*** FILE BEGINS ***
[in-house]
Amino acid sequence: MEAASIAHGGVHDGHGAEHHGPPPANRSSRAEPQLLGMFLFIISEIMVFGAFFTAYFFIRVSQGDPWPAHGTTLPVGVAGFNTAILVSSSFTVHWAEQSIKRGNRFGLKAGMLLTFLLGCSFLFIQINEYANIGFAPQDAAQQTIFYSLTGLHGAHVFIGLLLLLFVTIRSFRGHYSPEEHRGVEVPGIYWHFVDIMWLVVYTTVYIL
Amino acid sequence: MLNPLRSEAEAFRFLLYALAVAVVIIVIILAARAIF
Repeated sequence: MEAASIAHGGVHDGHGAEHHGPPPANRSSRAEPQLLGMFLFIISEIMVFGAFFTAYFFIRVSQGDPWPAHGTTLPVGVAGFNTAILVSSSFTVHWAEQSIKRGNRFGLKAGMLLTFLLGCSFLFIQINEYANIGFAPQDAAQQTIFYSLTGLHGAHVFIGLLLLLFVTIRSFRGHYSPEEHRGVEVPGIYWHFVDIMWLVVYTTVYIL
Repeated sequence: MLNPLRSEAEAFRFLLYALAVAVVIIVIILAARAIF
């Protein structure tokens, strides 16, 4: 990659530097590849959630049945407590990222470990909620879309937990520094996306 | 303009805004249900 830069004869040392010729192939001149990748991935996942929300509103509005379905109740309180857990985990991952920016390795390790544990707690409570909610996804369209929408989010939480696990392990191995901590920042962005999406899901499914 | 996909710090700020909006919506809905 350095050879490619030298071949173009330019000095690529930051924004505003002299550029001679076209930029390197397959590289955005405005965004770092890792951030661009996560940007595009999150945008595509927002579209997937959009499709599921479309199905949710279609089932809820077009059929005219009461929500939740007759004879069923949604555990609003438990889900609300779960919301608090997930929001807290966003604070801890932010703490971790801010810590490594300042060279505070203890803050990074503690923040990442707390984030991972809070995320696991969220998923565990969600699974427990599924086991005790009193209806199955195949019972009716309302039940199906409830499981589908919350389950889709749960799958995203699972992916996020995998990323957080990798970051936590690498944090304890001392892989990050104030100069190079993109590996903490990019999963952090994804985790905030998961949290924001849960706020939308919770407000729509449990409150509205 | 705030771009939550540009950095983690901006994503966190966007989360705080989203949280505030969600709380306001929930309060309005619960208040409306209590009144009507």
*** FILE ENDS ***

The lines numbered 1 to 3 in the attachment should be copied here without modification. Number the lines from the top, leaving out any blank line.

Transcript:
[in-house]
Amino acid sequence: MEAASIAHGGVHDGHGAEHHGPPPANRSSRAEPQLLGMFLFIISEIMVFGAFFTAYFFIRVSQGDPWPAHGTTLPVGVAGFNTAILVSSSFTVHWAEQSIKRGNRFGLKAGMLLTFLLGCSFLFIQINEYANIGFAPQDAAQQTIFYSLTGLHGAHVFIGLLLLLFVTIRSFRGHYSPEEHRGVEVPGIYWHFVDIMWLVVYTTVYIL
Amino acid sequence: MLNPLRSEAEAFRFLLYALAVAVVIIVIILAARAIF